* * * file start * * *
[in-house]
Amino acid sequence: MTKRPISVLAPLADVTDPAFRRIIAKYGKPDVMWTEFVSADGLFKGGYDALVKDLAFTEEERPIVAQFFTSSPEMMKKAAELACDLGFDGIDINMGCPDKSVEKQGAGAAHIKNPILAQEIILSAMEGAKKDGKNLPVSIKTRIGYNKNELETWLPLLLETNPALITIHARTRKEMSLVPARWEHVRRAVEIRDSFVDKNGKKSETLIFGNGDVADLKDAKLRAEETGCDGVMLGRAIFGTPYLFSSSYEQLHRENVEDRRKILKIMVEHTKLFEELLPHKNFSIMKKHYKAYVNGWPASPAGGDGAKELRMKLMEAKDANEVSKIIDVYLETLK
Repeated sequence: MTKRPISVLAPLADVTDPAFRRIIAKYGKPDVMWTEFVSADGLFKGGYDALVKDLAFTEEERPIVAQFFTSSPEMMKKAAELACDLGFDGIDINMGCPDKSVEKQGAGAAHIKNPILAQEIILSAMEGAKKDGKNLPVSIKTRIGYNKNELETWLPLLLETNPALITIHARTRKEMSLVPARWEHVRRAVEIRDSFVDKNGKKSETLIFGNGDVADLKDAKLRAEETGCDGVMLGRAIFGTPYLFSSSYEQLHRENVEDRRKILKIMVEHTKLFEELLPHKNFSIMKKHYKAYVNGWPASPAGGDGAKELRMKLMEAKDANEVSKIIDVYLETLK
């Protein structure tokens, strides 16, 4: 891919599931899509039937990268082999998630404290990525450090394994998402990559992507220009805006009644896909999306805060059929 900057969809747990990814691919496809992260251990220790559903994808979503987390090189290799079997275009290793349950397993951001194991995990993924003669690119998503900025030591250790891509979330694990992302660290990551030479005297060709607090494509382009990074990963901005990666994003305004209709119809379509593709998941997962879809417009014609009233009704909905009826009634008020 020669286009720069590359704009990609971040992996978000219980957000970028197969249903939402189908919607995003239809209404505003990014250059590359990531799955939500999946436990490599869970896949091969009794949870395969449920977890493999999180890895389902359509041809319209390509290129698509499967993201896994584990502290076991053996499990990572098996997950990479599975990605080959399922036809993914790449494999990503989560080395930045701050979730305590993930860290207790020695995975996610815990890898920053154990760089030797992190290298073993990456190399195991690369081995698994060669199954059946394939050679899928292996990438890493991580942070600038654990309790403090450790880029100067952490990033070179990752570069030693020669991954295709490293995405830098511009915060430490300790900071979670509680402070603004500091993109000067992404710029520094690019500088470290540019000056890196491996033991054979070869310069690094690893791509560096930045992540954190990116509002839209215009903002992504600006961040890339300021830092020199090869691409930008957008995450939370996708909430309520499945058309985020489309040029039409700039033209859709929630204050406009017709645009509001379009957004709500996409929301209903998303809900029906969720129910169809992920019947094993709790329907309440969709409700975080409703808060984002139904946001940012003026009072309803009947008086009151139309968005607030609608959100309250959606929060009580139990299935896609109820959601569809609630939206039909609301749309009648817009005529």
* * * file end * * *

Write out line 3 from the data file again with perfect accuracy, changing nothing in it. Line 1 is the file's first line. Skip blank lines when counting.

Repeated sequence: MTKRPISVLAPLADVTDPAFRRIIAKYGKPDVMWTEFVSADGLFKGGYDALVKDLAFTEEERPIVAQFFTSSPEMMKKAAELACDLGFDGIDINMGCPDKSVEKQGAGAAHIKNPILAQEIILSAMEGAKKDGKNLPVSIKTRIGYNKNELETWLPLLLETNPALITIHARTRKEMSLVPARWEHVRRAVEIRDSFVDKNGKKSETLIFGNGDVADLKDAKLRAEETGCDGVMLGRAIFGTPYLFSSSYEQLHRENVEDRRKILKIMVEHTKLFEELLPHKNFSIMKKHYKAYVNGWPASPAGGDGAKELRMKLMEAKDANEVSKIIDVYLETLK